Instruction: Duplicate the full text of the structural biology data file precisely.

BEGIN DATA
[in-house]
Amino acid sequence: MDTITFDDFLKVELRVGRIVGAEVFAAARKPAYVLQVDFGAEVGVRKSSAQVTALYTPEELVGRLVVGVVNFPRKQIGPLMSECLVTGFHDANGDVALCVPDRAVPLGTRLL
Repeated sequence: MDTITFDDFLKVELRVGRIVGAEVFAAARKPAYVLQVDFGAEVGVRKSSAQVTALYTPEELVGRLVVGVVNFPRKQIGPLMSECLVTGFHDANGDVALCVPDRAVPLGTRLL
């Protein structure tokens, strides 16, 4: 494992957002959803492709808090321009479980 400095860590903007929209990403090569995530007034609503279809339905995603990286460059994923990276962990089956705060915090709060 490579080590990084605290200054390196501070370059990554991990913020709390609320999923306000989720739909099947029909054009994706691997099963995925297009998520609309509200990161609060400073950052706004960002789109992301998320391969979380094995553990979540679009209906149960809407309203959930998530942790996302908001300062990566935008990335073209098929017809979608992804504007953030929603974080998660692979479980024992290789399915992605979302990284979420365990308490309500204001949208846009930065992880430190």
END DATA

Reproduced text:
[in-house]
Amino acid sequence: MDTITFDDFLKVELRVGRIVGAEVFAAARKPAYVLQVDFGAEVGVRKSSAQVTALYTPEELVGRLVVGVVNFPRKQIGPLMSECLVTGFHDANGDVALCVPDRAVPLGTRLL
Repeated sequence: MDTITFDDFLKVELRVGRIVGAEVFAAARKPAYVLQVDFGAEVGVRKSSAQVTALYTPEELVGRLVVGVVNFPRKQIGPLMSECLVTGFHDANGDVALCVPDRAVPLGTRLL
């Protein structure tokens, strides 16, 4: 494992957002959803492709808090321009479980 400095860590903007929209990403090569995530007034609503279809339905995603990286460059994923990276962990089956705060915090709060 490579080590990084605290200054390196501070370059990554991990913020709390609320999923306000989720739909099947029909054009994706691997099963995925297009998520609309509200990161609060400073950052706004960002789109992301998320391969979380094995553990979540679009209906149960809407309203959930998530942790996302908001300062990566935008990335073209098929017809979608992804504007953030929603974080998660692979479980024992290789399915992605979302990284979420365990308490309500204001949208846009930065992880430190």